The Importance of Ventilation in Your Home
If we sealed our home completely, we should only get fresh air inside when we opened a door or window. We need ventilation to exhaust unwanted smells, water vapor, and pollution, and replace them with fresh air, but we also need to control ventilation so that we can turn it on and off as we need it, and direct it where it is necessary. In this way, we can prevent the waste of heat in the way that water is wasted through dripping taps. We then only lose the heat in the air allowed to escape for ventilation purposes.
The Importance of Hiring a Ventilation Expert
Your home may be experiencing mold and a stale smell due to a damp under the floor. It could be that you have poor drainage around your house. This causes water to pool against the wall whenever it rains. With time the water will find its way to your underfloor making it moist. It could also be that there is a pipe that is leaking in your underfloor which needs to be fixed by a plumber. The problem could also be due to poor ventilation.
It is therefore important to contact a subfloor ventilation expert who will assess your underfloor and determine the reason for the dampness. He will then recommend a solution that will effectively keep your underfloor dry.
What Does A Ventilation Expert Do?
When you contact a ventilation expert, he will check your underfloor and confirm that the cause of your damp underfloor is poor aeration. There are many factors that contribute to poor aeration of your underfloor. It could be that you are living in a home that was built many years ago and the ground has shifted over the years. This will cause the placement of the vents to be altered which then affects ventilation.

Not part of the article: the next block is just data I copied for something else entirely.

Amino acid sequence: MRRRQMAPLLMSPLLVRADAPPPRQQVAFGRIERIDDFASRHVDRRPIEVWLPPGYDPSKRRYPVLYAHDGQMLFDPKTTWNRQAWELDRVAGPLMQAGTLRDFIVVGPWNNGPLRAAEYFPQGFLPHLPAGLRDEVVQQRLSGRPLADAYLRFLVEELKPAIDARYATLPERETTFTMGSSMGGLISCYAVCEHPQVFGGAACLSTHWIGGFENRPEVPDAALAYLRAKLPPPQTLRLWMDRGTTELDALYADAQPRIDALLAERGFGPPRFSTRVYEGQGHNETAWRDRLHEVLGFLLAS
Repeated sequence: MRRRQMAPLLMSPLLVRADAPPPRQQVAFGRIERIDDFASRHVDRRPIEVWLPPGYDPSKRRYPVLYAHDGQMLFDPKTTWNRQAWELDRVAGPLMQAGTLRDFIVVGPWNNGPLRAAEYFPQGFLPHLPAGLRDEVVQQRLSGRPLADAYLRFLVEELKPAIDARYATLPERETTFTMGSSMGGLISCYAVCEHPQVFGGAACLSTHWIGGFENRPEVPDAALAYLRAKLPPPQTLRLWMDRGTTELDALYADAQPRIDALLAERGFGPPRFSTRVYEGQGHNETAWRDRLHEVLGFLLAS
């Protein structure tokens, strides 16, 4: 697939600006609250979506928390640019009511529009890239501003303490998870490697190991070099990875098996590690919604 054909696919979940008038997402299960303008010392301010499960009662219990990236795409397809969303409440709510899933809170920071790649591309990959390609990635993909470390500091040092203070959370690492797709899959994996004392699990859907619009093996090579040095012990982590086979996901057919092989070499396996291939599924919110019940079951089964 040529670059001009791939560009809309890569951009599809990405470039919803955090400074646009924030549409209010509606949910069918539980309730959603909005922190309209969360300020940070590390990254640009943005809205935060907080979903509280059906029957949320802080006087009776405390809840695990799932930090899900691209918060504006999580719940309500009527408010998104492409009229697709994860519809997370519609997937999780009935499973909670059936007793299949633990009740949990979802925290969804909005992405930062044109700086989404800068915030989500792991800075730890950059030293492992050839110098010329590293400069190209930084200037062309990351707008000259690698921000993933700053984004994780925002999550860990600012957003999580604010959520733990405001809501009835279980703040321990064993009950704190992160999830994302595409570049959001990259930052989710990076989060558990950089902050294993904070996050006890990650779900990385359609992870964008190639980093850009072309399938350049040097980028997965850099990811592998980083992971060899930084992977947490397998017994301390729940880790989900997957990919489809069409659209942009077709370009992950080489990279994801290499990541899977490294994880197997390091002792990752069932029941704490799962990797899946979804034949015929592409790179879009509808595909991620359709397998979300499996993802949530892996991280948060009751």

Your underfloor could also have been built with insufficient vents or vents that are too small. You may also have carried out some landscaping which ended up blocking the vents that are meant for ventilation.
Conventional wisdom has established that an average-sized room requires at least one air change per hour when occupied. However, this varies and is dependent on such factors as the number of occupants and the number and nature of the sources of pollution. Traditionally, ventilation was achieved with the use of air bricks and infiltration; however, as our energy conserving becomes more sophisticated, we need to develop a correspondingly more sophisticated ventilation strategy. Before listing the possible measures in a strategy, we shall look at ventilation for combustion and heat exchangers.
Heat Recovery Ventilator
A heat recovery ventilator (HRV) is an efficient home ventilation system which captures the heat from the outgoing stale air to heat up the incoming fresh cold air. Bringing in the fresh air and another fan which gets rid of the stale air an HRV is made up of a fan. The exchange of heat from the stale air to the clean air takes place in the core of the system.
The stale and fresh air passes through this route in the core where the transfer of heat takes place. However, during the heat transfer, the stale and fresh air does not mix at any point. Making it an efficient ventilation method an HRV is able to retain about eighty-five percent of the heat from the outgoing stale air. Allowing you to enjoy the cool clean air during the warm summer days, the HRV can take the heat from the incoming air and transfer it to the stale outgoing air.